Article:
This blog is part of a series honoring the long blue line of Coast Guard men and women who served before us. Stay tuned as we highlight the customs, traditions, history and heritage of the Coast Guard.
William H. Thiesen, Historian
Coast Guard Atlantic Area Historian
In the early 1930s, Coast Guard Commandant Frederick Billard decided to acquire state-of-the-art flying boats capable of performing rescues by landing on the open sea. The first aircraft designed from the start for Coast Guard use, these new amphibians became known as the Coast Guard’s “FLBs” or Flying Life Boats. The Coast Guard awarded a $360,000 contract to build five seaplanes to the American Fokker Aircraft Corporation, then known as the General Aviation Manufacturing Corporation. They were the last Fokker aircraft built in the U.S.
General Aviation’s planners based the new FLB design on the Fokker F-11 flying boat, a smaller single-engine amphibian produced for civilian use as an “Air Yacht.” The FLB specifications called for a strong and durable aircraft capable of “observing, landing and returning with rescued crew of distressed craft and/or capable of landing, taking aboard fifteen or more passengers and standing by for lengthy periods on [the] surface until rescued members can be transferred to surface craft.” The FLBs incorporated a retractable beaching gear, wheels used only for exiting the water onto land, two reverse-facing pusher engines located above a nearly 75-foot wingspan, watertight bulkheads, long and short wave radio, and the latest in direction finding equipment.
The FLBs differed from other Coast Guard aircraft in receiving names in addition to numeric designations. The FLBs were all named for important stars whose names began with the letter “A.” General Aviation delivered the first FLB, FLB-51, in April 1932, and Billard’s daughter christened her Antares. General Aviation delivered the four other FLBs later the same year. The Coast Guard accepted the last one, FLB-55, in November 1932 and stationed it at Air Station Miami. The Service christened it Arcturus and it would become the most famous of the FLBs.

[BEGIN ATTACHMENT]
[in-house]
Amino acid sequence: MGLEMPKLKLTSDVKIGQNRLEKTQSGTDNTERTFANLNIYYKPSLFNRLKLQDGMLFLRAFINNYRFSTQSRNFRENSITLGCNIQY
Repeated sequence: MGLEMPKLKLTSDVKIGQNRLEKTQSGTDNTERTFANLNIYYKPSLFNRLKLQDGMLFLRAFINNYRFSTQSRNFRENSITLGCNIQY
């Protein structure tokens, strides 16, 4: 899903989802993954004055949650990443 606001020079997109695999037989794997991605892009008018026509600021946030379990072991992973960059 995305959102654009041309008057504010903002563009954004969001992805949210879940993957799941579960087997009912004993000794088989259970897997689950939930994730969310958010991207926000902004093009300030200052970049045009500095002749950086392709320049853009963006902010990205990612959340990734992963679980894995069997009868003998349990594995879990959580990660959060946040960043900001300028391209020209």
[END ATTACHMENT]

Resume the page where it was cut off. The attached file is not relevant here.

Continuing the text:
On Sunday, New Year’s Day 1933, Lt. Cmdr. Carl Christian Von Paulsen, Class of 1913, started out on what would become one of the Service’s most famous aviation search and rescue missions. At mid-day, Von Paulsen and his crew took off from Air Station Miami in Arcturus to rescue a teenage boy blown offshore by a severe storm near Cape Canaveral. Arcturus met stiff headwinds, rain and low visibility during the rescue mission, but Von Paulsen located the missing teenager adrift in a skiff 30 miles southeast of the Cape and managed to land the aircraft in seas between 12-15 feet. The crew rescued the boy, but the aircraft had sustained wing damage during the landing preventing flight thereafter.
Von Paulsen taxied Arcturus toward the coast and the seaplane lost parts of her wings to the stormy seas. However, the amphibian’s boat-shaped fuselage rode the waves comfortably and the crew and survivor landed safely on the beach. Through his dogged determination and skillful handling of Arcturus, Von Paulsen completed the mission. This was the first aviation rescue case to receive the Gold Lifesaving Medal and it demonstrated beyond a doubt the importance of aviation for Coast Guard search and rescue operations.
On Monday, June 24, 1935, U.S. Army Transport Republic radioed from near the Bahamas requesting emergency medical evacuation for an Army officer. The officer required immediate medical attention, so that afternoon, Coast Guard Lt. Carl Olsen, Class of 1928, took to the sky in Arcturus. After flying over three hours and 300 miles through dark clouds and dangerous thunderstorms, Olsen sighted the lights of the transport and landed close to the ship. Despite heavy seas, the transfer of the patient by lifeboat from the Republic to the Arcturus took only 45 minutes. The transport then shone its searchlights into the eye of the wind to illuminate Olsen’s take-off path and the Arcturus was again airborne. On the return flight, Olsen contended with further storms, rain and lightning, as well as faulty navigation equipment broken by the rough water landing. Weather disrupted radio communications, so Olsen could not obtain information on weather or alternate landing fields.
Finally, in the early morning hours of June 25, Arcturus arrived at Miami Air Station and an ambulance whisked away the officer to the hospital for an emergency operation. For this rescue case, Olsen received commendation letters from the commandant and treasury secretary and he received the Coast Guard’s first Distinguished Flying Cross. Regarding these honors, Olsen later commented “Back then in the Coast Guard you were just supposed to do the job—if not, you got court-martialed.”
After Miami, the Service assigned Arcturus to Air Station Salem, Massachusetts and, in December 1938, transferred it to Air Station St. Petersburg, Florida. Arcturus had flown under a number of notable Coast Guard pilots, some of whom earned the highest honors bestowed on aviators. By 1941, after nine years, Arcturus had reached the end of her service life and, in August 1941, the Service decommissioned Arcturus, cut it up and scrapped it. Arcturus served as an important search and rescue platform for members of the long blue line, and helped shape the history of Coast Guard aviation.